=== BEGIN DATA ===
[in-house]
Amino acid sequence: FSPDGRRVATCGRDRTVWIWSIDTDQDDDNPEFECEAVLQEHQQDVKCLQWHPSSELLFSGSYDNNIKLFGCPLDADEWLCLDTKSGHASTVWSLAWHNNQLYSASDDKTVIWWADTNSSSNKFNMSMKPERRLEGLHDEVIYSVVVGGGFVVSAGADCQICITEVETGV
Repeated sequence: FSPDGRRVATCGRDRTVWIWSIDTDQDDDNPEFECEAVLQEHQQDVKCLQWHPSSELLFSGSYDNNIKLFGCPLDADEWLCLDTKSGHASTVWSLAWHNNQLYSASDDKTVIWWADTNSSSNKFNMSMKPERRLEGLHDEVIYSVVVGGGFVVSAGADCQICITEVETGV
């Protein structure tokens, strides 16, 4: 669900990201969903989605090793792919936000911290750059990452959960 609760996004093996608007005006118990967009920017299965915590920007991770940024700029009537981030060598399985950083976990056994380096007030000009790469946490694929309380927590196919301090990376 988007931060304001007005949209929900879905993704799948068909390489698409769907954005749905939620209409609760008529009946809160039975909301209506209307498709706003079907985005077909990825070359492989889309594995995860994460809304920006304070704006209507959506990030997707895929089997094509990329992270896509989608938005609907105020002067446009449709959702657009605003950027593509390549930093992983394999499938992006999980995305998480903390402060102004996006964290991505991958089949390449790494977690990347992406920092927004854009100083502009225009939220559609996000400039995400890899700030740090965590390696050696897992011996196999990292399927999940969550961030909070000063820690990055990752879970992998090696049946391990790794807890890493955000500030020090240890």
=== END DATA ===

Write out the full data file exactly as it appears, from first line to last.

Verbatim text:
[in-house]
Amino acid sequence: FSPDGRRVATCGRDRTVWIWSIDTDQDDDNPEFECEAVLQEHQQDVKCLQWHPSSELLFSGSYDNNIKLFGCPLDADEWLCLDTKSGHASTVWSLAWHNNQLYSASDDKTVIWWADTNSSSNKFNMSMKPERRLEGLHDEVIYSVVVGGGFVVSAGADCQICITEVETGV
Repeated sequence: FSPDGRRVATCGRDRTVWIWSIDTDQDDDNPEFECEAVLQEHQQDVKCLQWHPSSELLFSGSYDNNIKLFGCPLDADEWLCLDTKSGHASTVWSLAWHNNQLYSASDDKTVIWWADTNSSSNKFNMSMKPERRLEGLHDEVIYSVVVGGGFVVSAGADCQICITEVETGV
């Protein structure tokens, strides 16, 4: 669900990201969903989605090793792919936000911290750059990452959960 609760996004093996608007005006118990967009920017299965915590920007991770940024700029009537981030060598399985950083976990056994380096007030000009790469946490694929309380927590196919301090990376 988007931060304001007005949209929900879905993704799948068909390489698409769907954005749905939620209409609760008529009946809160039975909301209506209307498709706003079907985005077909990825070359492989889309594995995860994460809304920006304070704006209507959506990030997707895929089997094509990329992270896509989608938005609907105020002067446009449709959702657009605003950027593509390549930093992983394999499938992006999980995305998480903390402060102004996006964290991505991958089949390449790494977690990347992406920092927004854009100083502009225009939220559609996000400039995400890899700030740090965590390696050696897992011996196999990292399927999940969550961030909070000063820690990055990752879970992998090696049946391990790794807890890493955000500030020090240890």